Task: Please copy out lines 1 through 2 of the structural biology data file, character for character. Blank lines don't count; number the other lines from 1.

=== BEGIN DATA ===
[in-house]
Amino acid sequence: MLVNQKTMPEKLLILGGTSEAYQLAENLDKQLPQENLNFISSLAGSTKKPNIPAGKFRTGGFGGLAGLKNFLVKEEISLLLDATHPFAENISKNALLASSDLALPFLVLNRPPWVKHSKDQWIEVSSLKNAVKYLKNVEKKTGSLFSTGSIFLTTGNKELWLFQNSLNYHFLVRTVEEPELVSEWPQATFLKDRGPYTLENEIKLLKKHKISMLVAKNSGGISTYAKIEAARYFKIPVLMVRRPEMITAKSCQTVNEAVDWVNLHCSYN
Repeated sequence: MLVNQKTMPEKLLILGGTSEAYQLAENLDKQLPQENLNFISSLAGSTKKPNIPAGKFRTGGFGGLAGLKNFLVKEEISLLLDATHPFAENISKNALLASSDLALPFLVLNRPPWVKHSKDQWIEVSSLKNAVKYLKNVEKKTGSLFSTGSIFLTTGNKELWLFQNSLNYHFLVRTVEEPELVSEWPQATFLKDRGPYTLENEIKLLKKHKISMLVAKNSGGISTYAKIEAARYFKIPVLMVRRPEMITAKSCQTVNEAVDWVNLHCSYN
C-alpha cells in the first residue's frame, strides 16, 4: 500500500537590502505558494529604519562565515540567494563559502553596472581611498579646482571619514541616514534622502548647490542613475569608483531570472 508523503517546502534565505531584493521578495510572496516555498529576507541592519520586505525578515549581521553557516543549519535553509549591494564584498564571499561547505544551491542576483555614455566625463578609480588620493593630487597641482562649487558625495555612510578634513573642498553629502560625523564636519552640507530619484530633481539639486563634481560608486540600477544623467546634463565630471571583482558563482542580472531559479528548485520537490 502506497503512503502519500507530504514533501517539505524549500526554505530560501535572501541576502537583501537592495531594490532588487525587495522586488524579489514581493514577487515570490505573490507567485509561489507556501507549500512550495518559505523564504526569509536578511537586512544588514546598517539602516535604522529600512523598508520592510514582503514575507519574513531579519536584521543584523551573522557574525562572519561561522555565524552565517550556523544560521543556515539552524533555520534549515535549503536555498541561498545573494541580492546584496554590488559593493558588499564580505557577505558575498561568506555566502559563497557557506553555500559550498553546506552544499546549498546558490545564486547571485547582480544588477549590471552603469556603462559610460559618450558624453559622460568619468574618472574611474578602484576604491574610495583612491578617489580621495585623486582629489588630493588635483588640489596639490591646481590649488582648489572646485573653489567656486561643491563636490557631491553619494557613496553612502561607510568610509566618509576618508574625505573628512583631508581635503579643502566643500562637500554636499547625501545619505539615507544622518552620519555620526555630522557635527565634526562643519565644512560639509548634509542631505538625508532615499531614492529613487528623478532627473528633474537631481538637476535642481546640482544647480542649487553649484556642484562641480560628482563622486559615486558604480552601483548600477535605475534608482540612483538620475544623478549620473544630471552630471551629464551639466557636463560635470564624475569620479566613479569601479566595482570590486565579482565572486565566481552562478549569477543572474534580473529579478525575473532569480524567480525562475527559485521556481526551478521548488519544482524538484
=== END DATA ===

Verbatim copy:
[in-house]
Amino acid sequence: MLVNQKTMPEKLLILGGTSEAYQLAENLDKQLPQENLNFISSLAGSTKKPNIPAGKFRTGGFGGLAGLKNFLVKEEISLLLDATHPFAENISKNALLASSDLALPFLVLNRPPWVKHSKDQWIEVSSLKNAVKYLKNVEKKTGSLFSTGSIFLTTGNKELWLFQNSLNYHFLVRTVEEPELVSEWPQATFLKDRGPYTLENEIKLLKKHKISMLVAKNSGGISTYAKIEAARYFKIPVLMVRRPEMITAKSCQTVNEAVDWVNLHCSYN